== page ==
Remember, in the .NET project you defined the Net_Temperature class using the iTemperature interface. This code demonstrates how you can retrieve the interface (represented as an object named moTemp) back from the object. Although this may look like extra code, if you experiment in Visual Basic, you'll find that it's much more convenient to work with the interface than it is with the object. That's because the interface supports Microsoft® IntelliSense® command completion.
Try It Out
To see the NET_Temperature class in action, follow these steps:
- Press F5 to start the project.
- Enter 95 in the Fahrenheit textbox and click Convert to C. The Celsius box should fill in with the value 35.
- Enter -14 in the Celsius box and click Convert to F. The Fahrenheit box should fill in with the value 6.8.
- Close the form to stop the project.
Of course, the entire process of calling .NET components from Visual Basic 6.0 is new, because .NET didn't exist when Visual Basic 6.0 was released. Visual Basic 6.0 does have the ability to create multiple components connected by COM calls, and the .NET CCWs make the .NET calls function like COM calls. The nice thing about the whole process is that you don't need to risk the safety and stability of .NET components to use them from COM code. By calling through the CLR, the CCWs still give your .NET components all the benefits of managed code, no matter where you use the .NET components.
Although .NET is an entirely new development environment, the designers did not ignore the issue of compatibility with existing code. By properly constructing your .NET components and using tools such as sn, tlbexp, regasm, and gacutil, you can expose classes from a .NET assembly to COM clients.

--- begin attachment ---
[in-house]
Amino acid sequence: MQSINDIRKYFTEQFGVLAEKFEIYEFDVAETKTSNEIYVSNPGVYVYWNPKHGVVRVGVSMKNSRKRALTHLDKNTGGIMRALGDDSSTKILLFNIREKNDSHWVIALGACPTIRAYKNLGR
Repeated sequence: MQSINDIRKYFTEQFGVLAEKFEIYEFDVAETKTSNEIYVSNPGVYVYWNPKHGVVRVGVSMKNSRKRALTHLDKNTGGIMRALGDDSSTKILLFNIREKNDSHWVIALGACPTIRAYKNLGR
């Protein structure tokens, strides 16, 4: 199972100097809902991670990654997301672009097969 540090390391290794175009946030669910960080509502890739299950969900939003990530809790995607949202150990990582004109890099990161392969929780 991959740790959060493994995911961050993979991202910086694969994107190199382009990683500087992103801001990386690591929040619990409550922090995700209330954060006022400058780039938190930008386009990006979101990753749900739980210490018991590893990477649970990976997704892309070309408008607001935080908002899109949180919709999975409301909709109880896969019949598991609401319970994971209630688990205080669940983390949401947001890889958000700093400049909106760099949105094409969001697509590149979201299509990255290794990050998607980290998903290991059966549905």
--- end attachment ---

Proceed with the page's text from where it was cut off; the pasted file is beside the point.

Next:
Calling a .NET component from a COM component is not a trivial exercise. As you've seen in this document, you need to make explicit code modifications to your .NET component to enable this scenario. But the modifications are minor, and there are certainly benefits from enabling COM clients to call .NET servers. If you're migrating a complex application from COM to .NET one component at a time, you'll find the techniques outlined in this document essential.
About the Author
Mike Gunderloy writes about software and raises chickens in eastern Washington State. He's the co-author of Access 2002 Developer's Handbook and author of SQL Server Developer's Guide to OLAP with Analysis Services, both from Sybex. He's been writing code for Microsoft products since the prehistoric pre-Windows era, and has no intention of stopping any time soon.
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Copyright © 2002 Informant Communications Group and Microsoft Corporation
Technical editing: PDSA, Inc. and KNG Consulting